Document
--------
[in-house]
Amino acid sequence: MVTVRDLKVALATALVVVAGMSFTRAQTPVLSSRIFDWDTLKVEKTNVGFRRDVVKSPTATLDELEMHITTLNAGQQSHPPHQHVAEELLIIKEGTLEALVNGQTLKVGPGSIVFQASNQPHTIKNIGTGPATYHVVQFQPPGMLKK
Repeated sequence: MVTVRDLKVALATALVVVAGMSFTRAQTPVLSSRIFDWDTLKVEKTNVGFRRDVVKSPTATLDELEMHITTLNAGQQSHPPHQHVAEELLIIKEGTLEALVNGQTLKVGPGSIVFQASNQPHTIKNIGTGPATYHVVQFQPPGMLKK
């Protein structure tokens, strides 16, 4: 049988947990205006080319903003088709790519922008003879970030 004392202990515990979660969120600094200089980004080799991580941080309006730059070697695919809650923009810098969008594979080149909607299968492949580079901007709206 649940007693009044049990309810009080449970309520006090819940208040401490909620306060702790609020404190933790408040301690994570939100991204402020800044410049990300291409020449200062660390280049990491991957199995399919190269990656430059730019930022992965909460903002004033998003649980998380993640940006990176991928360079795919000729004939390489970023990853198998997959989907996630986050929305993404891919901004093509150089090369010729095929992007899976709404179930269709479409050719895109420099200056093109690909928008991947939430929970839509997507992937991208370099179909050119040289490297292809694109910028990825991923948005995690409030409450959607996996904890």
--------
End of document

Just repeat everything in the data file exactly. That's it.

[in-house]
Amino acid sequence: MVTVRDLKVALATALVVVAGMSFTRAQTPVLSSRIFDWDTLKVEKTNVGFRRDVVKSPTATLDELEMHITTLNAGQQSHPPHQHVAEELLIIKEGTLEALVNGQTLKVGPGSIVFQASNQPHTIKNIGTGPATYHVVQFQPPGMLKK
Repeated sequence: MVTVRDLKVALATALVVVAGMSFTRAQTPVLSSRIFDWDTLKVEKTNVGFRRDVVKSPTATLDELEMHITTLNAGQQSHPPHQHVAEELLIIKEGTLEALVNGQTLKVGPGSIVFQASNQPHTIKNIGTGPATYHVVQFQPPGMLKK
């Protein structure tokens, strides 16, 4: 049988947990205006080319903003088709790519922008003879970030 004392202990515990979660969120600094200089980004080799991580941080309006730059070697695919809650923009810098969008594979080149909607299968492949580079901007709206 649940007693009044049990309810009080449970309520006090819940208040401490909620306060702790609020404190933790408040301690994570939100991204402020800044410049990300291409020449200062660390280049990491991957199995399919190269990656430059730019930022992965909460903002004033998003649980998380993640940006990176991928360079795919000729004939390489970023990853198998997959989907996630986050929305993404891919901004093509150089090369010729095929992007899976709404179930269709479409050719895109420099200056093109690909928008991947939430929970839509997507992937991208370099179909050119040289490297292809694109910028990825991923948005995690409030409450959607996996904890």